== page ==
Category Archives: Education

Dalai Lama and the Synergy Center

It turns out that the Tibetan New Year was celebrated yesterday, and none other than His Holiness the Dalai Lama was present in the TwinThe Dalai Lama Cities to celebrate the occasion.  He is the spiritual leader of Tibet,  and received the Nobel Peace Prize in 1989 for advocating “peaceful solutions based upon tolerance and mutual respect….”  He also spoke in the opening plenary session of this year’s Peace Prize Forum (an event that is supported once again by Winds of Peace Foundation).  His message on Saturday morning included a reflection on the complex conditions of our world and the potential impacts we each have through our own personal influences.  The message may have seemed too simplistic for many in the audience, who perhaps expected solutions far more detailed and involved than personal commitment.  But in his offering of that view, I was struck by its direct endorsement of what WPF has come to refer to as its “synergy center.” (See the January 31, 2014 WPF blog, “The Difficult Work of Bridges.)

Really?  The Dalai Lama weighing in on a synergy center in NIcaragua?  Indirectly, yes.  Read on.

At one point in the question and answer session following his remarks, the Dalai Lama was asked for three things that young people might do to bring about a more just and peaceful mindset to the world’s problems.  His Holiness chuckled a bit at the question, perhaps because it sounded a bit like a request for a “top ten” list.  But he gave his response with gentle gravity.  “Change begins first in your own heart, and in the values you carry,” he offered.  “Become aware.  Amend what you find there first, and it will impact those around you, in your family.  And soon, other families will feel the change, as well.  And then the transformation can carry into the communities and the world.”  In other words, international movements always begin with the seed of feeling in someone’s heart; nothing more is needed, and nothing less is required.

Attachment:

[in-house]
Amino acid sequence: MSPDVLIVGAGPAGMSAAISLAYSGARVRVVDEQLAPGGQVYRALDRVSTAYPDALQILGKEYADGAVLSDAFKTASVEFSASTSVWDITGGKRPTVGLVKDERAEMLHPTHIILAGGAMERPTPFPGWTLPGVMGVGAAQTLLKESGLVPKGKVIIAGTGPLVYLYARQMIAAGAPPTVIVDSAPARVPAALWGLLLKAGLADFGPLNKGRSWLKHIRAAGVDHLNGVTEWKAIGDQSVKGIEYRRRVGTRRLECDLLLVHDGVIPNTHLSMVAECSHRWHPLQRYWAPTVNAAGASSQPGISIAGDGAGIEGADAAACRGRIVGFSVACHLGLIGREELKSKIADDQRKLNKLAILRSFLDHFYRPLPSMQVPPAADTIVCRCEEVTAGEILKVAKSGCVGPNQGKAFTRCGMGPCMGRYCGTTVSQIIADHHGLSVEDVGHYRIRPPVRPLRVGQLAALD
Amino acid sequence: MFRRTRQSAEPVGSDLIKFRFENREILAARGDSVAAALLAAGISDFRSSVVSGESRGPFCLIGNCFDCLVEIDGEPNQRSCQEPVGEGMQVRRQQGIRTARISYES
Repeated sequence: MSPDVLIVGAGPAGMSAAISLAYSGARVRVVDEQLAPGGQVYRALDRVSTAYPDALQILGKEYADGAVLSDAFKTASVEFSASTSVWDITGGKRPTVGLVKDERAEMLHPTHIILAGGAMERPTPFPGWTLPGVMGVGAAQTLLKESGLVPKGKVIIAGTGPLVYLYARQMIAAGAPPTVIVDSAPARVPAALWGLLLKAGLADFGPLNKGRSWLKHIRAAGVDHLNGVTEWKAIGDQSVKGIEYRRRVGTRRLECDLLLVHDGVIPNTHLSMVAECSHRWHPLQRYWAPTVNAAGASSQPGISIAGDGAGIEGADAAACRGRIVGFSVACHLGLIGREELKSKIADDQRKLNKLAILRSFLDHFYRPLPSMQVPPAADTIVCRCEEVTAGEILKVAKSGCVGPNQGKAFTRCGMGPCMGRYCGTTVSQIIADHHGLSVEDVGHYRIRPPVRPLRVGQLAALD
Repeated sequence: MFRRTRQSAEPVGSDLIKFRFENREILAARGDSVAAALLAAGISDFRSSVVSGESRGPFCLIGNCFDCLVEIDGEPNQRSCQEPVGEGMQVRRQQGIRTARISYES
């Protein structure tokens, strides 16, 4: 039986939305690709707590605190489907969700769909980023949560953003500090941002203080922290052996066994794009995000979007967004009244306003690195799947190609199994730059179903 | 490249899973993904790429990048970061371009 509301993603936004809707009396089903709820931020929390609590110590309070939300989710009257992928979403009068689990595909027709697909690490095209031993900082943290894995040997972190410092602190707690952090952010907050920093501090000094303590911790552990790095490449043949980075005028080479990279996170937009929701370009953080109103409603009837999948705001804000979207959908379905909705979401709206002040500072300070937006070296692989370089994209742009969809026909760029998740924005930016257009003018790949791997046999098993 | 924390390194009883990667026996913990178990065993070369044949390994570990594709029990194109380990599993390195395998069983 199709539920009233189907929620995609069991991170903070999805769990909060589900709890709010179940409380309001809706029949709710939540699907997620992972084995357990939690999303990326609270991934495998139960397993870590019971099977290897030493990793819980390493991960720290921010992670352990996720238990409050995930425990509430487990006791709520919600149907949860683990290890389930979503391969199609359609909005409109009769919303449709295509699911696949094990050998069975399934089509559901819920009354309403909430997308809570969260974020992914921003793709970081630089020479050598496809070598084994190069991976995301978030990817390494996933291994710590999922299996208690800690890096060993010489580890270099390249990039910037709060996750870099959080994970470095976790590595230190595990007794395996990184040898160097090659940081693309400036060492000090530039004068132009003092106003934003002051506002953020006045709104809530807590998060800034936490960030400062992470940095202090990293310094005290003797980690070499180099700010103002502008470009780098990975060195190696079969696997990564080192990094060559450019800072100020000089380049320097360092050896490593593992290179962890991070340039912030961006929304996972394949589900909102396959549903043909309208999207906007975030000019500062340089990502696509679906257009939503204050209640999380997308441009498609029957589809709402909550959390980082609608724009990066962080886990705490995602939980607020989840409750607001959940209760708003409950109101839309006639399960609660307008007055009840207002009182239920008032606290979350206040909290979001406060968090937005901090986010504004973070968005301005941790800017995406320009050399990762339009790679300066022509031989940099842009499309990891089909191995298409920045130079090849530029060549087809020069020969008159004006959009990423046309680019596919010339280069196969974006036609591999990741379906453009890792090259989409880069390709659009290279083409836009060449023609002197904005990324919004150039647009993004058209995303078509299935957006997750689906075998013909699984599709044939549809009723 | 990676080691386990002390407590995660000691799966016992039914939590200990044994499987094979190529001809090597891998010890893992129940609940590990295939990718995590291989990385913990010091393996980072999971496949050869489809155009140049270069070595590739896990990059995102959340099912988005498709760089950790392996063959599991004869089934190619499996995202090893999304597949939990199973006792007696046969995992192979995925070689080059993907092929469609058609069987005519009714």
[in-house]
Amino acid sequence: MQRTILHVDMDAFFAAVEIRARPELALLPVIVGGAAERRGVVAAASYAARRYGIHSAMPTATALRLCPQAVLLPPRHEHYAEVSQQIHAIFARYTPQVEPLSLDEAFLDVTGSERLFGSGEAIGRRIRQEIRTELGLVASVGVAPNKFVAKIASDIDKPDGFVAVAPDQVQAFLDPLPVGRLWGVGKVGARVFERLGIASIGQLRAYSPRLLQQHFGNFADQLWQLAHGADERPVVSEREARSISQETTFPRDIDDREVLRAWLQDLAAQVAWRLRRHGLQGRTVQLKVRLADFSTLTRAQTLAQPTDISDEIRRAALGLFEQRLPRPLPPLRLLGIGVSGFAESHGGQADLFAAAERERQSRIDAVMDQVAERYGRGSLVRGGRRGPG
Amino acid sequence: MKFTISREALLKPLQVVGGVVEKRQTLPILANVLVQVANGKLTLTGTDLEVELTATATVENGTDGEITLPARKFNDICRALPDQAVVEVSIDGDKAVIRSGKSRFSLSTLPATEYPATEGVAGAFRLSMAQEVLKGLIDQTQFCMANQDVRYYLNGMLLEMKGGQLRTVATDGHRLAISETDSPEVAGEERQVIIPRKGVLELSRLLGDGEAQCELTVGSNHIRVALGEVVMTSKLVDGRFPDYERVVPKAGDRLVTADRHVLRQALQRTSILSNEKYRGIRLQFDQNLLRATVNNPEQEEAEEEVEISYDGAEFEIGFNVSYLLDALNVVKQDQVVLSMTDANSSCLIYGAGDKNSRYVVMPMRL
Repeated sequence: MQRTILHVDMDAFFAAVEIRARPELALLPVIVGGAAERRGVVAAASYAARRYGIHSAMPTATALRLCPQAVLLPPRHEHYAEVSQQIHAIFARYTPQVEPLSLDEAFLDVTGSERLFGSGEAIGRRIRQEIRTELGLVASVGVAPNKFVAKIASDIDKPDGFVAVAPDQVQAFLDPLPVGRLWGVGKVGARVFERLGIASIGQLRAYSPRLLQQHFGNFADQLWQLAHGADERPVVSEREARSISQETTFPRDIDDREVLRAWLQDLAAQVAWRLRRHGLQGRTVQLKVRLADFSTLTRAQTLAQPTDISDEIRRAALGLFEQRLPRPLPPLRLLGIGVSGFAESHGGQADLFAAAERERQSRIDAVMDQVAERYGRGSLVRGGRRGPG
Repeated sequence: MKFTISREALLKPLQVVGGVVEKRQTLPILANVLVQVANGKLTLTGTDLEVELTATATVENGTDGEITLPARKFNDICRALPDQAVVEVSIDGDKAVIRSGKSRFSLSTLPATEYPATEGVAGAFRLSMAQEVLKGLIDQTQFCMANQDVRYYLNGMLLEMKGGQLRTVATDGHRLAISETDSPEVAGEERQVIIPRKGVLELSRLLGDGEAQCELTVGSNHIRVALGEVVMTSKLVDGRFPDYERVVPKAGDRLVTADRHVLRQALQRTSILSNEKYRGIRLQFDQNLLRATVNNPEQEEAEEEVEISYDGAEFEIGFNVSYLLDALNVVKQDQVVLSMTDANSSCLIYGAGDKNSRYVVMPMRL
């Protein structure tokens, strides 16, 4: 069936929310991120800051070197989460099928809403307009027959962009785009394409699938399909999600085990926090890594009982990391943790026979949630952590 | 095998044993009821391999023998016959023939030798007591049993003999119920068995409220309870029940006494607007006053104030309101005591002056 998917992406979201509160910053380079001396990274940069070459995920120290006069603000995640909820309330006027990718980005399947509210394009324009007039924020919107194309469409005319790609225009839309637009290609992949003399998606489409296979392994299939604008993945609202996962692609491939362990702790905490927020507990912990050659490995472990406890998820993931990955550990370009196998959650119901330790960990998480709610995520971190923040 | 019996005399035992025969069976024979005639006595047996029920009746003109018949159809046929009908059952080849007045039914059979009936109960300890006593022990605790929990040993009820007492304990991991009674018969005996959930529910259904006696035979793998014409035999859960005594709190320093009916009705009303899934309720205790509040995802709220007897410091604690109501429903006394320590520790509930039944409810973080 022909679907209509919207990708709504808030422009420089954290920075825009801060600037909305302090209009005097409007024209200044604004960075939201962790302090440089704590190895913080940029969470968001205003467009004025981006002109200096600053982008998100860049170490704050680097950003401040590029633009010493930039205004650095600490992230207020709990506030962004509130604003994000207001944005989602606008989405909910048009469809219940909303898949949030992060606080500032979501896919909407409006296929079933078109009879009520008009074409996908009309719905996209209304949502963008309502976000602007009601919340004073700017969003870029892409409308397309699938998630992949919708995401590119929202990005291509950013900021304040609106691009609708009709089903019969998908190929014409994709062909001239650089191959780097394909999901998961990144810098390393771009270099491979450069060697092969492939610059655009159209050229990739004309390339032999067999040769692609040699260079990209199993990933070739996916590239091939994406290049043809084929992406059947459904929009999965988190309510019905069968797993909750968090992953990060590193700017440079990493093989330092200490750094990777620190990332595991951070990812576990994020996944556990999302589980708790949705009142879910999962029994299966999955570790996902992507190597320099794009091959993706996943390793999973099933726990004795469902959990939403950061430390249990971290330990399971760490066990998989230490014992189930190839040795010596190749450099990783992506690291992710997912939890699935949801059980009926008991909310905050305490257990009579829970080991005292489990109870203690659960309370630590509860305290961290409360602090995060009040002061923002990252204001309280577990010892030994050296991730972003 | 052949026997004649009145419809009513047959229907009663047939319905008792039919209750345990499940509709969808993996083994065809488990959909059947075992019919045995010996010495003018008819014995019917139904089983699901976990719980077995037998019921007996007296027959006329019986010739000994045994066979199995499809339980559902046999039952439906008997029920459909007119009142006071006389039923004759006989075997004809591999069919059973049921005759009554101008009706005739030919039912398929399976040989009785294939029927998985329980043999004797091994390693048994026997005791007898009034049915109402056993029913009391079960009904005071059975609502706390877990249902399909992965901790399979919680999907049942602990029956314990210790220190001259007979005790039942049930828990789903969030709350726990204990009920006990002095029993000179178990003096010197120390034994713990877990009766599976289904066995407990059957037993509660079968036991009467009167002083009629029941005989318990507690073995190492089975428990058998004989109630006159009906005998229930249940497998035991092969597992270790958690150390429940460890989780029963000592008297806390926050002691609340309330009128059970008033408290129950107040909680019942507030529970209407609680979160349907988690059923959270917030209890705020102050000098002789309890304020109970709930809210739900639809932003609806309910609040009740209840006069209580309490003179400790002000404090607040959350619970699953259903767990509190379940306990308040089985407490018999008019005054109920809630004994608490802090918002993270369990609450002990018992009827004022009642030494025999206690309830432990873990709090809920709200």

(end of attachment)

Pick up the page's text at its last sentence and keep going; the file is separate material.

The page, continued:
The formula offered by the Dalai Lama is as plain and painful as any admonition could be, filled with promise, power and enough personal, internal confrontation to make us shiver.  Instead of suggesting a “do” list, he invited us to look inside ourselves, where no one else can be blamed or credited, where the obstacles to peace are of our own making.  Simple advice, grueling work.

Awareness, reflection, and transforming ourselves first: His Holiness might have been reading from one of the brochures offered by The Center for Global Education (CGE) of Augsburg College or from the mission of WPF.   For thirty years,  CGE (and WPF) has been facilitating the transformational, personal journeys of thousands of students and adult learners, as participants first gained new awareness of other people’s realities, then came to terms with the reasons for those realities and finally reflected on their own feelings about those realities.  The  doors to self-examination and transformation have been open wide for decades.

At the same time, WPF established a wide network of development partnerships, creating a wealth of information and contacts which have been complementary to the experiential process described above.  The two entities have served each other well in cultivating the  very introspection the Dalai Lama encourages.